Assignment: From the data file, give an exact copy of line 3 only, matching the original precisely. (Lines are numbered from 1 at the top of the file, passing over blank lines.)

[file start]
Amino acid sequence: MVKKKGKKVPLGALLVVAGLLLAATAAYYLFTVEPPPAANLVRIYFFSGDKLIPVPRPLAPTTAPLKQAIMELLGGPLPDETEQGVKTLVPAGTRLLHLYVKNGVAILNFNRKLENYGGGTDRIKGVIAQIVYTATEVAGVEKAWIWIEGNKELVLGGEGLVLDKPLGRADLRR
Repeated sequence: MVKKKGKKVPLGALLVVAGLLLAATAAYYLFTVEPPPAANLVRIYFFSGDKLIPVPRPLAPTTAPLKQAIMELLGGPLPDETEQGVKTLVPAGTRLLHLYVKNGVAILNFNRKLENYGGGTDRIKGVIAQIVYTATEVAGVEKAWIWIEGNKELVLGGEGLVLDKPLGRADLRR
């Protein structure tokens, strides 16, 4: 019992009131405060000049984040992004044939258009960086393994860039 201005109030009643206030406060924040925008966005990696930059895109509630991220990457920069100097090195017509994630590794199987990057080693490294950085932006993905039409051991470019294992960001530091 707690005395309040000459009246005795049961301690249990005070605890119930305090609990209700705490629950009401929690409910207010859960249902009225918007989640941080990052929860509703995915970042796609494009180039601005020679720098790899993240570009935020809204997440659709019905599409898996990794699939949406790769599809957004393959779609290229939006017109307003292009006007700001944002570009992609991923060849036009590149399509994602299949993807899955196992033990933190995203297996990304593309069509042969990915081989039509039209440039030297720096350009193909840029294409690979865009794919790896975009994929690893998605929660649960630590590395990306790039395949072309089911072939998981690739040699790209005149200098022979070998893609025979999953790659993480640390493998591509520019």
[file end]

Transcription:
């Protein structure tokens, strides 16, 4: 019992009131405060000049984040992004044939258009960086393994860039 201005109030009643206030406060924040925008966005990696930059895109509630991220990457920069100097090195017509994630590794199987990057080693490294950085932006993905039409051991470019294992960001530091 707690005395309040000459009246005795049961301690249990005070605890119930305090609990209700705490629950009401929690409910207010859960249902009225918007989640941080990052929860509703995915970042796609494009180039601005020679720098790899993240570009935020809204997440659709019905599409898996990794699939949406790769599809957004393959779609290229939006017109307003292009006007700001944002570009992609991923060849036009590149399509994602299949993807899955196992033990933190995203297996990304593309069509042969990915081989039509039209440039030297720096350009193909840029294409690979865009794919790896975009994929690893998605929660649960630590590395990306790039395949072309089911072939998981690739040699790209005149200098022979070998893609025979999953790659993480640390493998591509520019």